Last time I mentioned that I was going to start working on the core characters that would make up the Iron Infantry team. The main characters that players will use at least some of on every mission. In terms of G.I. Joe, we’re talking Snake-Eyes, Stalker, Duke, Scarlett – the cast of regulars. Along with determining those characters, I need to start working on skillsets that they’ll have for their character.

Well, I’m very much a person who believes that, when working on a project like this as a hobby, you should go where your creative whims take you. So, I kind of killed two birds with one stone by figuring out my core characters and then, just for fun, working on some basic concepts for what the characters might look like.

As far as the main characters, I started by making a list of all of the main Joes that I wanted to kind of emulate. I wound up with 12 Joes on the list, but narrowed it down to 5. I researched the official file cards of the Joes to see what kind of skills the characters had, what schools of the Army they attended, etc. so I could use those to inform my original characters.

Here’s how the list looks, but these are not the final five that I went with…

Once I figured out the core skills I would need, I worked up a list of secondary characters that would be used on specific missions, but probably not every mission. So, if the mission takes place in the desert, you’d swap out one of the core characters for a secondary character that is an expert in desert warfare/survival. The idea being that your average soldier might not know how to perform in that environment, but by having a member of the team who does know the ins and outs of that environment, the rest would follow his/her lead. I wound up with a list of about 10 of these secondary characters that would be relevant to the game. Add in the five core characters and we’re looking at a total of 15 characters you can play.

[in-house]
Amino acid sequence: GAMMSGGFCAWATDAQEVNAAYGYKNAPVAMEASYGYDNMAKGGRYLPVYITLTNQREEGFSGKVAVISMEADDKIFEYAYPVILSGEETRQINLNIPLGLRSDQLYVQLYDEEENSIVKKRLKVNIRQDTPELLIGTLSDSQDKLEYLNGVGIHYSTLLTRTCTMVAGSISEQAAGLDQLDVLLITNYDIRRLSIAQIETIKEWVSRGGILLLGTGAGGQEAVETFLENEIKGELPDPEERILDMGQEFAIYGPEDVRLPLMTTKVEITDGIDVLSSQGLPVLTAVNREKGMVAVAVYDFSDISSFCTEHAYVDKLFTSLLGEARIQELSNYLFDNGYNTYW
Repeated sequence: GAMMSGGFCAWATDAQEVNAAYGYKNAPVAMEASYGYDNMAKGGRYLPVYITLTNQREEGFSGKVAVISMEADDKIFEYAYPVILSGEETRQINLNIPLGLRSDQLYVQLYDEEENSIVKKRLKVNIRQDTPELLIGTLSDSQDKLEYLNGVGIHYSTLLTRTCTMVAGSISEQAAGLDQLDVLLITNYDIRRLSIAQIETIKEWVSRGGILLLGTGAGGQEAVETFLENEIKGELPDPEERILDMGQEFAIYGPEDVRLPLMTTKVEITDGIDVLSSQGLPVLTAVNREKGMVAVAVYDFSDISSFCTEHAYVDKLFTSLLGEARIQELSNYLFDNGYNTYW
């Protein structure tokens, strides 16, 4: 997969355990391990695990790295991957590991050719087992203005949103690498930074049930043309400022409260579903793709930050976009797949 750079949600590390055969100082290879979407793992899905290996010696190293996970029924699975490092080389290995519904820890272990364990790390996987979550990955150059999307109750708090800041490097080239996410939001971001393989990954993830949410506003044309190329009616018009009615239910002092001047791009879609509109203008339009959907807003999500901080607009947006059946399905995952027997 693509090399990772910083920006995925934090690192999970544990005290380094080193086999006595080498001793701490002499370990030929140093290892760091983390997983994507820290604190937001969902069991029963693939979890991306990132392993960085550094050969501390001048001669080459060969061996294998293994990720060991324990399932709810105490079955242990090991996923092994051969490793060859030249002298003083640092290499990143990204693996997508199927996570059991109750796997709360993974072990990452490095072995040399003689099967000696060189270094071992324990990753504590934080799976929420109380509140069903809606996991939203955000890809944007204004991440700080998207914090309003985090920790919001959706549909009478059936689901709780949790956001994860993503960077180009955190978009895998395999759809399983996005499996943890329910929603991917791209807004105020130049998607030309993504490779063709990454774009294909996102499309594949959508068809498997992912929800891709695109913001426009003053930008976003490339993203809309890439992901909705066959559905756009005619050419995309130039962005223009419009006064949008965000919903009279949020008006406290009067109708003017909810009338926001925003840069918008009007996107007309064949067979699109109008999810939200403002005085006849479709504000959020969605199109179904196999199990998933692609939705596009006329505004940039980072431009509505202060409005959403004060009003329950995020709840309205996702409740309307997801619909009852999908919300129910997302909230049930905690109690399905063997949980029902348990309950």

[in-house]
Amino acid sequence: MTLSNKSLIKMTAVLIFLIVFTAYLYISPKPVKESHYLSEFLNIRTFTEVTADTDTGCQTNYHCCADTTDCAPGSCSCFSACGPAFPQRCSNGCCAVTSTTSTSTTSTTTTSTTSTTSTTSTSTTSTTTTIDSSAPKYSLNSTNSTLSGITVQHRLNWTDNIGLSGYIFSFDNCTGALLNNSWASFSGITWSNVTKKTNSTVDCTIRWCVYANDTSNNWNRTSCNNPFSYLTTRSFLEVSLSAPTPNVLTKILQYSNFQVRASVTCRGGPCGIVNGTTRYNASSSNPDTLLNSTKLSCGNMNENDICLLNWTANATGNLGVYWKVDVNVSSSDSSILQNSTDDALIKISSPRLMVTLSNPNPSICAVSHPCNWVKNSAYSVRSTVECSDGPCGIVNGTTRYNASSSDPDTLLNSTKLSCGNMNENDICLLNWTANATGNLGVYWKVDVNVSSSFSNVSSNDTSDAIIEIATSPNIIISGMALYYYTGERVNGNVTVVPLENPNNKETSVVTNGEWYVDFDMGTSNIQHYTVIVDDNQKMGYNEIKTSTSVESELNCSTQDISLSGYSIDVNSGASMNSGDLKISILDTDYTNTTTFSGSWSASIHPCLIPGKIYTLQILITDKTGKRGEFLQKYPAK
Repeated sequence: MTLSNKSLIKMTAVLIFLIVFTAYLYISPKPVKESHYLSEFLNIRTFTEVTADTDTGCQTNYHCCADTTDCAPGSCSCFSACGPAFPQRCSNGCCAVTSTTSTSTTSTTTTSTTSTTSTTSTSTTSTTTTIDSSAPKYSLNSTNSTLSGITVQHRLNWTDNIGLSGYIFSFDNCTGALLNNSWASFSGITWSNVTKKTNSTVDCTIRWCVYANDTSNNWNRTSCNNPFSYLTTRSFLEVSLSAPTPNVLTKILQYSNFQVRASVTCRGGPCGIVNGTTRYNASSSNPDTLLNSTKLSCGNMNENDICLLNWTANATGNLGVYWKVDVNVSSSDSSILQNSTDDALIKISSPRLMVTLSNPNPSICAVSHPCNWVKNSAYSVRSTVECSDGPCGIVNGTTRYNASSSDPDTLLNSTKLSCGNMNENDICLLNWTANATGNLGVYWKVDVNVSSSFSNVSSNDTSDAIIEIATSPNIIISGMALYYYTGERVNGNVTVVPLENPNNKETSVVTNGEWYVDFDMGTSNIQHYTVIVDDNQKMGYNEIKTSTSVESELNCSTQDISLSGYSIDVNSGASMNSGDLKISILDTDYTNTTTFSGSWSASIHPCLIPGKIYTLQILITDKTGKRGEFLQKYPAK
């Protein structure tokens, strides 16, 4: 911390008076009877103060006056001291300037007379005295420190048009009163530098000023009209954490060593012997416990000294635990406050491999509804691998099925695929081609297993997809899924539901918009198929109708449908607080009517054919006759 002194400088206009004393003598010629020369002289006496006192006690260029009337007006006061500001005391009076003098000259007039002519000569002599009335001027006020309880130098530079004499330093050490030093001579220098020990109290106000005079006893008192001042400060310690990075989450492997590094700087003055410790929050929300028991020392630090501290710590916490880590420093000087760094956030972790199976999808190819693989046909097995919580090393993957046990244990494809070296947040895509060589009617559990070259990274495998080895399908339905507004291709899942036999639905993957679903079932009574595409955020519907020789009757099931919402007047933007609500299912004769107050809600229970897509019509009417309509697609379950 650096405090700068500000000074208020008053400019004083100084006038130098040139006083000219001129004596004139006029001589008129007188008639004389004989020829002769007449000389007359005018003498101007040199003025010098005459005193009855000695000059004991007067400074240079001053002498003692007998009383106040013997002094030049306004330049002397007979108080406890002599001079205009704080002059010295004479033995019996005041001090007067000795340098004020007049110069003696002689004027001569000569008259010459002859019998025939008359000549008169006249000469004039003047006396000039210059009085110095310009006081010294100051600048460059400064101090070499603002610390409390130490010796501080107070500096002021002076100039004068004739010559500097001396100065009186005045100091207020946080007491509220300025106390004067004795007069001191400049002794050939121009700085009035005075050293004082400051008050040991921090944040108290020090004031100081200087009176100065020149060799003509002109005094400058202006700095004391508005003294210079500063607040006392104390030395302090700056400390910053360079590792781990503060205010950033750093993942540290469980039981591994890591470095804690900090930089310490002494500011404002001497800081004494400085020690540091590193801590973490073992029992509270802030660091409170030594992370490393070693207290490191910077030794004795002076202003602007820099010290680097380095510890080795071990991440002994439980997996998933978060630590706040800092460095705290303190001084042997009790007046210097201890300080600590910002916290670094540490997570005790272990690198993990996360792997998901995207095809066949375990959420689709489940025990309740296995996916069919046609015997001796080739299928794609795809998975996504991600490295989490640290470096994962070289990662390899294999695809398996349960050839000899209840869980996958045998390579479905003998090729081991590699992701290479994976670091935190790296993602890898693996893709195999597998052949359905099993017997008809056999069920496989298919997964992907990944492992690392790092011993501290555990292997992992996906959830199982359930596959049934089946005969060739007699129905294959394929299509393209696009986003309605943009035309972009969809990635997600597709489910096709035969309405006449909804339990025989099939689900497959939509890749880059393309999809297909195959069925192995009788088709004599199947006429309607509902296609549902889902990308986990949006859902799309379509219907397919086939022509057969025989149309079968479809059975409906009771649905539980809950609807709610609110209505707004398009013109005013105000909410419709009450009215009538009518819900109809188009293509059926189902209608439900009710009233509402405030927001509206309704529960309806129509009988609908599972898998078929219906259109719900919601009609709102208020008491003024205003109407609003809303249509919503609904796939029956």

I did something similar with the COBRA-equivalent terrorist organization for the game, working up a list of the main characters you think of when you think of COBRA. So, the list had people like Cobra Commander, Destro, Baronness, Major Bludd, etc. Again, this is just a sample of the full list…

This made me realize that, for the most part, the COBRA operatives don’t really have any bona fide skills. Looking at their file cards, there’s rarely any mention of official military training and very little in the way of actual skills, but more about the things they currently do. Like, if Destro is a weapons manufacturer, he clearly must have some engineering skills. But we don’t get that with the file cards, we just get that he created the Weather Dominator.

And that kind of made me realize that, for the bad guys anyway, they don’t really need to have a set role to play, they just need to be a big, bad obstacle for our team. So, instead of trying to find COBRA operatives with certain skills, I’m really using them as loose inspiration for the type of boss character I want the players to go up against. For example, I thought of a character like The Baroness, but is very agile and, therefore, very hard to hit, would be fun. I don’t need her to know how to fly a fixed wing airplane; she just has to be a challenge. Because of this, I’m focusing less on the bad guys right now, simply because I don’t need to worry if the bosses are balanced characters just yet; they just need to be bad asses.

Once I realized I needed to just focus on the II team, I came up with this list for my core characters:

  • A leader, like Duke
  • A ranger and all-around good soldier, like Stalker
  • A commando who can perform special moves, like Snake-Eyes
  • A medic to heal wounds, like Doc
  • A heavy gunner who can lay down suppressive fire, like Roadblock

And then this list for my secondary characters:

  • Covert ops, like Lady Jaye
  • Communications, like Dial-Tone
  • A saboteur, like Beach Head
  • Bomb disposal, like Trip Wire
  • A pilot who can fly anything, like Wild Bill
  • A jungle warfare expert, like Recon
  • A desert warfare expert, like Dusty
  • An arctic war fare expert, like Snow Job
  • A mountaineer, like Alpine